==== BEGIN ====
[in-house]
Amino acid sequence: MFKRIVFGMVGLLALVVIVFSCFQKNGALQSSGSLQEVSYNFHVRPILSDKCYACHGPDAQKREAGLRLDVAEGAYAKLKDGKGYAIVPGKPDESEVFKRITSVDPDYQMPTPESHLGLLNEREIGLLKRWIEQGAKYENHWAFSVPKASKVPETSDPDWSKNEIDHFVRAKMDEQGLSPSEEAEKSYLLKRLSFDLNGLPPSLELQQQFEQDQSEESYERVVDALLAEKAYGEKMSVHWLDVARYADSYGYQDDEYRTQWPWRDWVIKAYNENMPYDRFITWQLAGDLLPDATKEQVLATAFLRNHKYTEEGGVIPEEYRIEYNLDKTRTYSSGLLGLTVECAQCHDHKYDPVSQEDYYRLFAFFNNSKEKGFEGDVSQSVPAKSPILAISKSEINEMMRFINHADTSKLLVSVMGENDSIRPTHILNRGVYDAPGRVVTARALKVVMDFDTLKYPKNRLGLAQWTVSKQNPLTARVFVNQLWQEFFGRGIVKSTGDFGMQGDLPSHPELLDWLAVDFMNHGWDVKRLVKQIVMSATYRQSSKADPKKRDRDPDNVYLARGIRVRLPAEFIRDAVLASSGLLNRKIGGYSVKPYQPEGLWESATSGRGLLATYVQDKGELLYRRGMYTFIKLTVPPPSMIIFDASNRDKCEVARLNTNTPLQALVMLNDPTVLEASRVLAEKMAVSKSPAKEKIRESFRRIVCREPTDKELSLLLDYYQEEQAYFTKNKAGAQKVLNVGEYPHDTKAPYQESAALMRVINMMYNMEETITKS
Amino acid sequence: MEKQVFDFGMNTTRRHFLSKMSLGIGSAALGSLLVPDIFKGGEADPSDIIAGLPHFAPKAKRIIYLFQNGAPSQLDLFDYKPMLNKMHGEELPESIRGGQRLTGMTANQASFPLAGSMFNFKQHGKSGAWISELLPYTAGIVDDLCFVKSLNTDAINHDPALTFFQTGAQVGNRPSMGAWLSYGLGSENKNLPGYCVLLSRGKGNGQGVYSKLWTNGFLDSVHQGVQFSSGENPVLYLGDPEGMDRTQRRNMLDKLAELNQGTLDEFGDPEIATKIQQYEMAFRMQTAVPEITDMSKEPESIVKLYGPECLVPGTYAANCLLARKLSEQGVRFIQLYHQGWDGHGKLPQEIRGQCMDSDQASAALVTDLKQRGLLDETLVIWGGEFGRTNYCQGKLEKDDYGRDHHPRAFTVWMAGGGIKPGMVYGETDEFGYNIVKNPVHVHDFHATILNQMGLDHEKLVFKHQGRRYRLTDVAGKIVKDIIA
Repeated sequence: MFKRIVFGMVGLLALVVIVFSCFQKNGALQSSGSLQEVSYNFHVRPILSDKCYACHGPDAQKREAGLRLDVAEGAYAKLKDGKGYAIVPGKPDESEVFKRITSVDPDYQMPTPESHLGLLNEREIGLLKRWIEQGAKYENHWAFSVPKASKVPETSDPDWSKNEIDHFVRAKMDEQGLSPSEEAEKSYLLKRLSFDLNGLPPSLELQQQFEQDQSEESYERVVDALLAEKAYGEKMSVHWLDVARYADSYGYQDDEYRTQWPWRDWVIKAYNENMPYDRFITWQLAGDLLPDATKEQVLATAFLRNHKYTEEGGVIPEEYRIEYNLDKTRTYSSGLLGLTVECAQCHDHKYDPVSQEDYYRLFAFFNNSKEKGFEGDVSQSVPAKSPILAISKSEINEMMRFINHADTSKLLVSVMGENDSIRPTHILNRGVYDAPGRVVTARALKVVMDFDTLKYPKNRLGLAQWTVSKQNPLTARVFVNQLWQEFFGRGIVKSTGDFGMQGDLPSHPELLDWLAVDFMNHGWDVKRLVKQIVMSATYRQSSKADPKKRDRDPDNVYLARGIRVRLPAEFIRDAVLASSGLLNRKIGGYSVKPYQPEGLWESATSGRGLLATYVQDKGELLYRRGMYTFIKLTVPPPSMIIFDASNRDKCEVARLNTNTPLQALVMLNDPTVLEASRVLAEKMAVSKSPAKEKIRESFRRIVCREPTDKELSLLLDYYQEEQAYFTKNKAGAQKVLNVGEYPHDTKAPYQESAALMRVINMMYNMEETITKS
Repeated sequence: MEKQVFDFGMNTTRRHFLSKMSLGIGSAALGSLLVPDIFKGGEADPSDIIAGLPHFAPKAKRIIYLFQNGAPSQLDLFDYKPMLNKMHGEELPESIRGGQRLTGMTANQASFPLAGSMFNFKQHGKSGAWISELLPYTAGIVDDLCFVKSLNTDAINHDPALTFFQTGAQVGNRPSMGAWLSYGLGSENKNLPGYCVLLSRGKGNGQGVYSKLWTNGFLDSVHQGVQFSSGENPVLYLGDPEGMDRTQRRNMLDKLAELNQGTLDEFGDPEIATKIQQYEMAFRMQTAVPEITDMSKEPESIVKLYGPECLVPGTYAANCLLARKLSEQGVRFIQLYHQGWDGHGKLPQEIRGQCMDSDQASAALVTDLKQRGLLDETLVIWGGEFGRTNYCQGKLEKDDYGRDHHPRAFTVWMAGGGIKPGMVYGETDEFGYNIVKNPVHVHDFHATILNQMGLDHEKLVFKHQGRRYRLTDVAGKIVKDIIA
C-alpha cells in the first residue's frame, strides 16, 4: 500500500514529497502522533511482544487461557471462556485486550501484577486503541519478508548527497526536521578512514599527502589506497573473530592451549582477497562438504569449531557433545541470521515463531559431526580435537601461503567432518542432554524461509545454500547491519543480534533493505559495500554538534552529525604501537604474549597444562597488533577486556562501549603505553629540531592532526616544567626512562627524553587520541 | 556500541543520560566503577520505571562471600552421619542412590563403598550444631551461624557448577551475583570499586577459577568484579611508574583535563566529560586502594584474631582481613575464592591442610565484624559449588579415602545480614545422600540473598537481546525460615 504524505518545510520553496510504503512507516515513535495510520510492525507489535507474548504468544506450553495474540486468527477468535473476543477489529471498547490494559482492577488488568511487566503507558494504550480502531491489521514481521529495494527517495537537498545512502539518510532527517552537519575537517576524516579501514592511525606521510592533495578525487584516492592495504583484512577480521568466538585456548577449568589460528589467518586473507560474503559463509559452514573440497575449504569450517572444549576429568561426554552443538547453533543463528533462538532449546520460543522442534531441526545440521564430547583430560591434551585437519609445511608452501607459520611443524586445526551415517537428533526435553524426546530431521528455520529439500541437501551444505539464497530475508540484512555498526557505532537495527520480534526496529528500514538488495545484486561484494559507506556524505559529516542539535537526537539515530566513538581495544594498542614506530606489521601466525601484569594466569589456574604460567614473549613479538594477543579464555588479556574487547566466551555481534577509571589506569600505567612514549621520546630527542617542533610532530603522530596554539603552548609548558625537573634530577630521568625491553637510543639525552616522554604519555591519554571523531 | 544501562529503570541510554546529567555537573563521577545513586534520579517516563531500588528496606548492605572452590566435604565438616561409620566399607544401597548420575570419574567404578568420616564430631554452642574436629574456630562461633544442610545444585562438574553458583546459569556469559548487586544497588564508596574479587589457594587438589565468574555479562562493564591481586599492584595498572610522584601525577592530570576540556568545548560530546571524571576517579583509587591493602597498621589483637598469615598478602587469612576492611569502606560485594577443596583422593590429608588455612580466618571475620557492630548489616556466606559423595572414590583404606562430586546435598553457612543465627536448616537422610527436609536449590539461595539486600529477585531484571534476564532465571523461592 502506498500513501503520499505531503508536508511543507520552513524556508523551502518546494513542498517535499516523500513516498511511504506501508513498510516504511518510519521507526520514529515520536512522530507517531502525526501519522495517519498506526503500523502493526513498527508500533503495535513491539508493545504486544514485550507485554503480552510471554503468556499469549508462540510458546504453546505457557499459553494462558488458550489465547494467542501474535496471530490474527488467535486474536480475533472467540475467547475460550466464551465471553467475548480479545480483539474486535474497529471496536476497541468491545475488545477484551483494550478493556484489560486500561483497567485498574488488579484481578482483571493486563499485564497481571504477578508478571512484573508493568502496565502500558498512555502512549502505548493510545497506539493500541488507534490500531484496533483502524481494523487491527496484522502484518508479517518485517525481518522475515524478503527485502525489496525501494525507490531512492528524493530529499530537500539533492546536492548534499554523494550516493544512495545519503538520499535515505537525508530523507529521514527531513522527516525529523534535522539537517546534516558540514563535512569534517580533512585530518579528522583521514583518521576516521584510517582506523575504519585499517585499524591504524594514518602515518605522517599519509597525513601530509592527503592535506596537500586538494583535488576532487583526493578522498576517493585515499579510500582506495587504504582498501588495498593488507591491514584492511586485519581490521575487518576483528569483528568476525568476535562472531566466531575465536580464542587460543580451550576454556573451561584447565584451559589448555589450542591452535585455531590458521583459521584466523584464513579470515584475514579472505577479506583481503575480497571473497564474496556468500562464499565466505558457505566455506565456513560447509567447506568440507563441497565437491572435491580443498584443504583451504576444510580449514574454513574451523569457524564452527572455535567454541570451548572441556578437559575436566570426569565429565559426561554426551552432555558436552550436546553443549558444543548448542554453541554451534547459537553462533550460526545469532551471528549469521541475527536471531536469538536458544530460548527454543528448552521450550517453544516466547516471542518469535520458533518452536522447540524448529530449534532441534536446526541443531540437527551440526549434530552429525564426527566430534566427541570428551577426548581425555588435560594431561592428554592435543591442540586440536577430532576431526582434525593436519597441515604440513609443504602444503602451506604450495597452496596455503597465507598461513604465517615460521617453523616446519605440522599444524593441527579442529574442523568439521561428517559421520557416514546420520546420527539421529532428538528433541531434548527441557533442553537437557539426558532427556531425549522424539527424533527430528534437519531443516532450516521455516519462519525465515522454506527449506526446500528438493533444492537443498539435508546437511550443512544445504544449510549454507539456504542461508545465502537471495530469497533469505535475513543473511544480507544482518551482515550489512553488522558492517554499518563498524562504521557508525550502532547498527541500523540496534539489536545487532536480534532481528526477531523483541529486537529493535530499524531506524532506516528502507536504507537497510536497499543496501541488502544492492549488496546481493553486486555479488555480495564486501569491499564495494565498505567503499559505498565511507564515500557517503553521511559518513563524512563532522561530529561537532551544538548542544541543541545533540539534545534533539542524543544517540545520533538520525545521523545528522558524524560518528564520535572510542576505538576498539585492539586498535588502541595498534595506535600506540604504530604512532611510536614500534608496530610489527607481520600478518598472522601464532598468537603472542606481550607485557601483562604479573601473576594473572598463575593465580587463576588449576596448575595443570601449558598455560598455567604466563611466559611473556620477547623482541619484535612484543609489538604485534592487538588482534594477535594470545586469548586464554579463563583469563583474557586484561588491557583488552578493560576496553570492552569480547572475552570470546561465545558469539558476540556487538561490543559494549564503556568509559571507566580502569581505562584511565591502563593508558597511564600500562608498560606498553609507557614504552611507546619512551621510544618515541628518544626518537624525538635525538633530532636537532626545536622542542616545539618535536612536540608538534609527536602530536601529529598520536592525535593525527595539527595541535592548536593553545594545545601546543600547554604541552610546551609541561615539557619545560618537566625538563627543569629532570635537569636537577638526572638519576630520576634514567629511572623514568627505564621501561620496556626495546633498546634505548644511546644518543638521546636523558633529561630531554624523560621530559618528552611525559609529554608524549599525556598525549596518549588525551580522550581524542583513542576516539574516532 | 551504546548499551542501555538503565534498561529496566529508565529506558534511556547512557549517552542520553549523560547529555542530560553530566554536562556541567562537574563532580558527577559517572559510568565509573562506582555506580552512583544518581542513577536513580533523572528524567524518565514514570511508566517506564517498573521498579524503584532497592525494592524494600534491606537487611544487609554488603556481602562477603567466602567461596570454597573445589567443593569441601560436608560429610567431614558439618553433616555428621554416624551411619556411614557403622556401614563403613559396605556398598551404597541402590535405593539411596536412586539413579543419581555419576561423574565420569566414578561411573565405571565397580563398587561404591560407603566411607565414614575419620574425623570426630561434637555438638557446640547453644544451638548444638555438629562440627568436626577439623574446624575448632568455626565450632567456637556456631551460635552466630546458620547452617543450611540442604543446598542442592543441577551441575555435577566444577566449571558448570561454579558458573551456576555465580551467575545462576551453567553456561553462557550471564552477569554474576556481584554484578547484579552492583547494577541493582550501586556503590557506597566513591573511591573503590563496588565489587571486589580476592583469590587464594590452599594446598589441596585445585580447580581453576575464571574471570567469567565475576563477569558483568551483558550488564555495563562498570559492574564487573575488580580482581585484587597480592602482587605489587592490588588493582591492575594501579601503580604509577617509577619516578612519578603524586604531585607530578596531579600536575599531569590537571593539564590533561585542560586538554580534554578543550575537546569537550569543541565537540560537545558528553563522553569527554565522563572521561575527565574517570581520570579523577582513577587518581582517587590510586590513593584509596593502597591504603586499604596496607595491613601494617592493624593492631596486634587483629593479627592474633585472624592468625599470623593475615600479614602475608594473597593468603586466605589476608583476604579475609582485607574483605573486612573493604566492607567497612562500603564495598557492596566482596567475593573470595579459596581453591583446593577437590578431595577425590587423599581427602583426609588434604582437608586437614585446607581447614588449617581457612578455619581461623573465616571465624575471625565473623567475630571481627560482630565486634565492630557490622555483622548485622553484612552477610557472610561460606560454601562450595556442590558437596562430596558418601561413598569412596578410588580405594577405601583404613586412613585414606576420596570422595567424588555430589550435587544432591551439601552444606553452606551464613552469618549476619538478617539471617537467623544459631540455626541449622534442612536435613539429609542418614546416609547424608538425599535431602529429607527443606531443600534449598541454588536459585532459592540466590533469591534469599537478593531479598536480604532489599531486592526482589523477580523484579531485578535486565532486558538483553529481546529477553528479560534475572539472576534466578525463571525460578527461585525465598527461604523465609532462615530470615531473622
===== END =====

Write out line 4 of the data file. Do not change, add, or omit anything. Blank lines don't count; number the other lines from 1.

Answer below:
Repeated sequence: MFKRIVFGMVGLLALVVIVFSCFQKNGALQSSGSLQEVSYNFHVRPILSDKCYACHGPDAQKREAGLRLDVAEGAYAKLKDGKGYAIVPGKPDESEVFKRITSVDPDYQMPTPESHLGLLNEREIGLLKRWIEQGAKYENHWAFSVPKASKVPETSDPDWSKNEIDHFVRAKMDEQGLSPSEEAEKSYLLKRLSFDLNGLPPSLELQQQFEQDQSEESYERVVDALLAEKAYGEKMSVHWLDVARYADSYGYQDDEYRTQWPWRDWVIKAYNENMPYDRFITWQLAGDLLPDATKEQVLATAFLRNHKYTEEGGVIPEEYRIEYNLDKTRTYSSGLLGLTVECAQCHDHKYDPVSQEDYYRLFAFFNNSKEKGFEGDVSQSVPAKSPILAISKSEINEMMRFINHADTSKLLVSVMGENDSIRPTHILNRGVYDAPGRVVTARALKVVMDFDTLKYPKNRLGLAQWTVSKQNPLTARVFVNQLWQEFFGRGIVKSTGDFGMQGDLPSHPELLDWLAVDFMNHGWDVKRLVKQIVMSATYRQSSKADPKKRDRDPDNVYLARGIRVRLPAEFIRDAVLASSGLLNRKIGGYSVKPYQPEGLWESATSGRGLLATYVQDKGELLYRRGMYTFIKLTVPPPSMIIFDASNRDKCEVARLNTNTPLQALVMLNDPTVLEASRVLAEKMAVSKSPAKEKIRESFRRIVCREPTDKELSLLLDYYQEEQAYFTKNKAGAQKVLNVGEYPHDTKAPYQESAALMRVINMMYNMEETITKS